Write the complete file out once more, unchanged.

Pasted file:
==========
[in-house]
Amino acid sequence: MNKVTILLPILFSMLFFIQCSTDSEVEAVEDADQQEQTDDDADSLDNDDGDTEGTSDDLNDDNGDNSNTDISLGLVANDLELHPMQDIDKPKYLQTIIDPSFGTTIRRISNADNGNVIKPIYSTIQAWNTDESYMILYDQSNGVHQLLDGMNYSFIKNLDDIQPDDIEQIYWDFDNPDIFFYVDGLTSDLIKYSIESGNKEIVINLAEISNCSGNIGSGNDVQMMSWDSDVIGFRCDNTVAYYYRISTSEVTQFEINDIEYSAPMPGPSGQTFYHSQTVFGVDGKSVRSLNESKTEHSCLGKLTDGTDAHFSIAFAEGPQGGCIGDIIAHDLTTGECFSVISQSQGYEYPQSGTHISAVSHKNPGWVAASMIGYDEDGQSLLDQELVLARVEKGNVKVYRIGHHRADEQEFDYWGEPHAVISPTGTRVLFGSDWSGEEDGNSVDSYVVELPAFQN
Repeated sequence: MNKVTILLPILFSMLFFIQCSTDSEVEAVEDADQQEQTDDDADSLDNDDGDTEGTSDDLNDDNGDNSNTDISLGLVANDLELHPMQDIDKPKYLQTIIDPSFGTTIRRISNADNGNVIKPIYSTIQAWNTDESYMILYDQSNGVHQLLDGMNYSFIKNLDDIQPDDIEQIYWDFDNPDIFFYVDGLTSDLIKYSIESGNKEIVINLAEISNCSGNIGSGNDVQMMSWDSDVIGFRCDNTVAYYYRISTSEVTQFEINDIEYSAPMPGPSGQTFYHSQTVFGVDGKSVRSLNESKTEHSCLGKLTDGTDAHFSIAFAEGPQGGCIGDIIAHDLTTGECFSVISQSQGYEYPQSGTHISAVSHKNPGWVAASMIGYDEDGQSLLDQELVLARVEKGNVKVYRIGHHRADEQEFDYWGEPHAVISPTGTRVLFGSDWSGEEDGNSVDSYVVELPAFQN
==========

[in-house]
Amino acid sequence: MNKVTILLPILFSMLFFIQCSTDSEVEAVEDADQQEQTDDDADSLDNDDGDTEGTSDDLNDDNGDNSNTDISLGLVANDLELHPMQDIDKPKYLQTIIDPSFGTTIRRISNADNGNVIKPIYSTIQAWNTDESYMILYDQSNGVHQLLDGMNYSFIKNLDDIQPDDIEQIYWDFDNPDIFFYVDGLTSDLIKYSIESGNKEIVINLAEISNCSGNIGSGNDVQMMSWDSDVIGFRCDNTVAYYYRISTSEVTQFEINDIEYSAPMPGPSGQTFYHSQTVFGVDGKSVRSLNESKTEHSCLGKLTDGTDAHFSIAFAEGPQGGCIGDIIAHDLTTGECFSVISQSQGYEYPQSGTHISAVSHKNPGWVAASMIGYDEDGQSLLDQELVLARVEKGNVKVYRIGHHRADEQEFDYWGEPHAVISPTGTRVLFGSDWSGEEDGNSVDSYVVELPAFQN
Repeated sequence: MNKVTILLPILFSMLFFIQCSTDSEVEAVEDADQQEQTDDDADSLDNDDGDTEGTSDDLNDDNGDNSNTDISLGLVANDLELHPMQDIDKPKYLQTIIDPSFGTTIRRISNADNGNVIKPIYSTIQAWNTDESYMILYDQSNGVHQLLDGMNYSFIKNLDDIQPDDIEQIYWDFDNPDIFFYVDGLTSDLIKYSIESGNKEIVINLAEISNCSGNIGSGNDVQMMSWDSDVIGFRCDNTVAYYYRISTSEVTQFEINDIEYSAPMPGPSGQTFYHSQTVFGVDGKSVRSLNESKTEHSCLGKLTDGTDAHFSIAFAEGPQGGCIGDIIAHDLTTGECFSVISQSQGYEYPQSGTHISAVSHKNPGWVAASMIGYDEDGQSLLDQELVLARVEKGNVKVYRIGHHRADEQEFDYWGEPHAVISPTGTRVLFGSDWSGEEDGNSVDSYVVELPAFQN